Friday, August 7, 2015

Interview with Kirsten Dixon, Chef of The Cooking School at Tutka Bay Lodge

--> The following interview was made possible by the NW Tastemaker, a culinary travel publication forthcoming from Northwest Travel Magazine. To read more interviews with the best chefs in the Pacific Northwest, visit Northwest Travel Magazine and TableTalkNorthwest.com.

Kirsten Dixon, Chef of The Cooking School at Tutka Bay Lodge

Accessible only by helicopter or a 25-minute ride by water taxi, The Cooking School at Tutka Bay is part of the Tutka Bay Lodge, a six-accommodation luxury lodge located near the town of Homer on the Kenai Peninsula in Alaska. The restaurant offers meals and cooking classes to its guests, and the restaurant is open to the public on Fridays, Saturdays, and Sundays. Kirsten Dixon owns the lodge and restaurant with her husband Carl, and her cuisine focuses on fusing Alaska's one-of-a-kind ingredients, such as nagoonberries and the famous oysters of Kachemak Bay, with international cooking techniques. Having attended Le Cordon Bleu in Paris, she is also a cookbook author and holds a master's degree in gastronomy from the University of Adelaide in Australia.

1.   How do you describe Northwest cuisine in Alaska?

Local meats, which are moose, caribou and other game, find their way to our tables more often than not. A high proportion of Alaskans are gatherers of game and other wild edibles. Collecting blueberries in the summertime is practically a religion. Other berries that are abundant are red currants, salmonberries, and a long list of lesser-known treasures, such as nagoonberries (they taste like a cross between raspberries and strawberries).

Many Alaskans gather salmon and other fish in the summertime to eat in the winter, just as natives have done for thousands of years. Salmon is particularly revered in Alaska—just look at all of the t-shirts, wind chimes, doormats, and coffee mugs—you’ll see salmon impressions everywhere. We have strong association with Native cuisine here, as seen in fish preparation and flatbreads; our food is a nod to the Goldrush Era, with sourdough, beans, and other turn-of-the century foods.

We have a strong affinity to our Russian heritage and there are many Alaska dishes that have Russian roots. We also relate to the Pacific Ocean and Rim, being the closest U.S. location to Asia. Japanese elements are found throughout our cuisine. We also relate to the far Arctic and Scandinavian communities in a way that lower Northwest communities perhaps don’t. We are a cuisine of survival and strength, perseverance and love of place.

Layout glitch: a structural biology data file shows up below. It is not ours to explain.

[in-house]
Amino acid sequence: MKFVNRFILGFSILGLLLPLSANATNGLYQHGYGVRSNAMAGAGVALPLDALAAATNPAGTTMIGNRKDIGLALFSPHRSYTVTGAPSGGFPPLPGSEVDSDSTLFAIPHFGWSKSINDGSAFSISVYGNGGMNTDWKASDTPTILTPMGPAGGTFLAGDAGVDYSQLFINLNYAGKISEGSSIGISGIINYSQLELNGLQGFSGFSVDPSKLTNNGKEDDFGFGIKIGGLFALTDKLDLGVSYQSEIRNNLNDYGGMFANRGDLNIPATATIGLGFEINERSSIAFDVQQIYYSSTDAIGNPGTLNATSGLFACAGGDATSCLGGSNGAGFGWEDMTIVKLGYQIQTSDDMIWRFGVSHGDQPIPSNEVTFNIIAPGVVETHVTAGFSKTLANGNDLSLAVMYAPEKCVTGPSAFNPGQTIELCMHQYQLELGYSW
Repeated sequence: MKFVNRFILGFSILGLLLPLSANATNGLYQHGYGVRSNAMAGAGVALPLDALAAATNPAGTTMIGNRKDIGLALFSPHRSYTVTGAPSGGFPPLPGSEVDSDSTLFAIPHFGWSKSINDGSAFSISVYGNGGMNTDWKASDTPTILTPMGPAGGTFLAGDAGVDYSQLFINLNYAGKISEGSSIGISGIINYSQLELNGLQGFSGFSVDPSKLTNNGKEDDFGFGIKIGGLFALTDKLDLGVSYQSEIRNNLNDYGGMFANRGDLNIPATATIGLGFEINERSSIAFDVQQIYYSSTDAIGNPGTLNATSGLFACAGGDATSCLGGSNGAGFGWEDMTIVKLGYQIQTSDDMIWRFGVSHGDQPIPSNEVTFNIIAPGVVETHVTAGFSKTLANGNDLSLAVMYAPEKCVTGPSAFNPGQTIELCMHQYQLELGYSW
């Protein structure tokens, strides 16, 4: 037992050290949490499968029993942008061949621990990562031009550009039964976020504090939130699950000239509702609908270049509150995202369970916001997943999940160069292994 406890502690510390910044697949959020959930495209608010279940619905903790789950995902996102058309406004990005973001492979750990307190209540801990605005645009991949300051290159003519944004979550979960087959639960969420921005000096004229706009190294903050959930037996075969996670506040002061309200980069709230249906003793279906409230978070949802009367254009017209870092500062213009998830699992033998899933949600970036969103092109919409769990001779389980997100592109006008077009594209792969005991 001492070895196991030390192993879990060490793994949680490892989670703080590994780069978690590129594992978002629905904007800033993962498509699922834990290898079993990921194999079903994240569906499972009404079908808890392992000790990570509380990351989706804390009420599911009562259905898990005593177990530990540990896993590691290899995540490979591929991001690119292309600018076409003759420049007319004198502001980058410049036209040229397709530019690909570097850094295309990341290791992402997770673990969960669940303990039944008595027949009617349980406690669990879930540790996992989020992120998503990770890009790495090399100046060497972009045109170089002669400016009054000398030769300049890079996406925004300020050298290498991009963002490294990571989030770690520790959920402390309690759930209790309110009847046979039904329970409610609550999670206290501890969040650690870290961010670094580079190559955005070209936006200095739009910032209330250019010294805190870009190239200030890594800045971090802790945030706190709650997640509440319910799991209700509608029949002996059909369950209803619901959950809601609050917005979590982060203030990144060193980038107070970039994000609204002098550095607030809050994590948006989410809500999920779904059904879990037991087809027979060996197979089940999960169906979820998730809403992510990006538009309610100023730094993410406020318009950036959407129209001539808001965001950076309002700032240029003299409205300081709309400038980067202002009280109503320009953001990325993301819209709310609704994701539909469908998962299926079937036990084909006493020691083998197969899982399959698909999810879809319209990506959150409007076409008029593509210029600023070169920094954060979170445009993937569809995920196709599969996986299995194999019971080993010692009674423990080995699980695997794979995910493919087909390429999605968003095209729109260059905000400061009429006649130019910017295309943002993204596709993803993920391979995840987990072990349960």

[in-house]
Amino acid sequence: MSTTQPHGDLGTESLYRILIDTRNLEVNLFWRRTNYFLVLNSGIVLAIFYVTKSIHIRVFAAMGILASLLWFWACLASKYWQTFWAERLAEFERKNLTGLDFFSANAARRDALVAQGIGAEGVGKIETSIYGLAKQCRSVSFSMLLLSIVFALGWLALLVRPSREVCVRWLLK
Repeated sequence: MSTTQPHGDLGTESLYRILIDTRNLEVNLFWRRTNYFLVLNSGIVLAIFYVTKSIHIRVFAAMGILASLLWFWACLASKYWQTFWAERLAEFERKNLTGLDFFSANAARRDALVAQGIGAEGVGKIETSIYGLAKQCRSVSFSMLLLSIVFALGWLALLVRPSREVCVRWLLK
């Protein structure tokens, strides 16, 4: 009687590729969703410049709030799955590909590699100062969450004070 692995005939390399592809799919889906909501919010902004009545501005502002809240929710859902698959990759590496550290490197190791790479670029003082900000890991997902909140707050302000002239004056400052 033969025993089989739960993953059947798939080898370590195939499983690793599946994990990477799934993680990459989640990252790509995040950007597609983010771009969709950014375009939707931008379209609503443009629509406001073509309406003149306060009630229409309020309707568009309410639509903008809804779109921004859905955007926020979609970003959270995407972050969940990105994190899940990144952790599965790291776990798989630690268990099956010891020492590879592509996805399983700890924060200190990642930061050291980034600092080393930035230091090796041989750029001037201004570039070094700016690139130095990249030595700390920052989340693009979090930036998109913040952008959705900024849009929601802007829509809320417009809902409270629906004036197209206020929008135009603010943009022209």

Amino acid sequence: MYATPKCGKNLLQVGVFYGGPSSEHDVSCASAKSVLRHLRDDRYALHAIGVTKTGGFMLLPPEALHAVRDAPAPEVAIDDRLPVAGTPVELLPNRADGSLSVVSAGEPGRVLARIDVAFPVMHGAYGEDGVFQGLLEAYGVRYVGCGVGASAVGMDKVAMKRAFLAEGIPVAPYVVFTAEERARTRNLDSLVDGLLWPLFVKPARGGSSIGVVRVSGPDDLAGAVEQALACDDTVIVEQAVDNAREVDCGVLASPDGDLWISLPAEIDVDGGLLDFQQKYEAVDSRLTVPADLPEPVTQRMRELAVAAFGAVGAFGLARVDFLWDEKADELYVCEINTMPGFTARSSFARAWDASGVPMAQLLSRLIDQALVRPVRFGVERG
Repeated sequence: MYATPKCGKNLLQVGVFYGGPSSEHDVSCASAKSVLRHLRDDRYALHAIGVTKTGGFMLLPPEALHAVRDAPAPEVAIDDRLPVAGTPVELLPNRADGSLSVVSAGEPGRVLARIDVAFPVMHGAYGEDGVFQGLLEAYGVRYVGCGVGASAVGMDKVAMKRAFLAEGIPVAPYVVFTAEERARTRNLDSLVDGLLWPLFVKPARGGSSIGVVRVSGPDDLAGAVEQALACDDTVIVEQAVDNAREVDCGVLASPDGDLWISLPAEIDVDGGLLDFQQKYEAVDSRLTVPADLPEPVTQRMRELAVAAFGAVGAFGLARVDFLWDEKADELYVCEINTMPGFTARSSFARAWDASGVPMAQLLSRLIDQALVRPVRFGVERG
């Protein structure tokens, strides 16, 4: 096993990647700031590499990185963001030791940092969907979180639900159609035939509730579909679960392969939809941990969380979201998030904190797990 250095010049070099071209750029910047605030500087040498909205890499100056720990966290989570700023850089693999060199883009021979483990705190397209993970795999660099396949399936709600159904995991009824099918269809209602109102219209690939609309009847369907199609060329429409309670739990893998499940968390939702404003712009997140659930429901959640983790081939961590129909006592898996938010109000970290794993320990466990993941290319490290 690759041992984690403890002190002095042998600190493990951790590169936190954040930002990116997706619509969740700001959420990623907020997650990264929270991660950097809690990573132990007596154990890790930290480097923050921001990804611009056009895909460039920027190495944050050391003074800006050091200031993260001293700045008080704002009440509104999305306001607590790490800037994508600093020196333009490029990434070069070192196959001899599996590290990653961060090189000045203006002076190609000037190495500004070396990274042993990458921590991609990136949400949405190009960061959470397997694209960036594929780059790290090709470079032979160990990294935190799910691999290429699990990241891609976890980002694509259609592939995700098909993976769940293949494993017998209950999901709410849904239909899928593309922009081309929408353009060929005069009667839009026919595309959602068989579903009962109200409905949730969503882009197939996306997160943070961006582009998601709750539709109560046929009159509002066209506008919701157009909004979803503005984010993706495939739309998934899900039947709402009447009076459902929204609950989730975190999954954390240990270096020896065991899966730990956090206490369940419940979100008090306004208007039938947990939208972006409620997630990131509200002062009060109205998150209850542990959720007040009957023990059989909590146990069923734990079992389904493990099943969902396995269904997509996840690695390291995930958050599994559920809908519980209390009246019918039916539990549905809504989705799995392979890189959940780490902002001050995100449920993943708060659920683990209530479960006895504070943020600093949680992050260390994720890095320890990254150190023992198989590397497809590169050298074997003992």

2. Who are six of your favorite purveyors that you regularly work with? 

Pyrah Farm in Palmer Alaska, for vegetables.
Midnight Sun Farm in Palmer, Alaska, for honey.
Seafoods of Alaska in Homer, Alaska, for fish.
Favco in Anchorage, Alaska, for fish.
Jackalof Bay Oysters in Jackalof Bay, Alaska, for oysters.
Will Grow Farm in Homer Alaska, for produce.
Tim Wilkes Fisherman in Jackalof Bay, Alaska, for salmon.

3.   When you go out for a nice meal, what are two or three of your favorite spots?

La Baleine Café in Homer, Alaska— They offer organic, upscale, casual cuisine and serve breakfast all day.

Jen's Restaurant in Anchorage, Alaska— They make fantastic à la minute, Danish-inspired cuisine.

Jack Spratt in Girdwood, Alaska— They always have good food and a friendly atmosphere. It's a perfect stop when we drive from Homer to Anchorage.

4.   Who are two Northwest chefs that you admire?

Ruben Gerber of Hotel Captain Cook in Anchorage, Alaska— Ruben’s cuisine is thoughtful and elegant and always reflects the integrity of an important and talented chef.

Logan Cox of Sitka & Spruce in Seattle— Logan is a hard worker. He never compromises with his cuisine, and his talent with local fish and wild edibles is legendary.

5. In your opinion, is there an area of Northwest cooking that doesn't receive enough attention?

Alaska as a culinary destination is not really on the roadmap, but it should be. Our honey is some of the best in the world. We are able to easily grow organic food because of our cold winters. Our Russian-Alaskan food is fantastically delicious. Reindeer chili on a cold winter’s day with a slab of sourdough hits the spot. Our carrots are sweeter, our berries are bigger, and we have 24-hour sunlight during our summer growing season. You get the point.

6. Looking toward the future, what are you most excited to do in the kitchen?

I am proud that our Alaskan seafood fishery has been designated an organic fishery and that it is a well-managed sustainable fishery. We are confident that Alaskan seafood will be feeding the world for generations to come. I love to learn about coastal cuisine at Tutka Bay Lodge. We are using seaweeds in many different ways, and we are making our own sea salt. Each morning, we forage for wild edibles that go into our daily salad, and we catch fish right off of our dock. Lastly, we live in a beautiful, deep, seven-mile fjord that can provide me with a lifetime of learning and contemplative reflection. 

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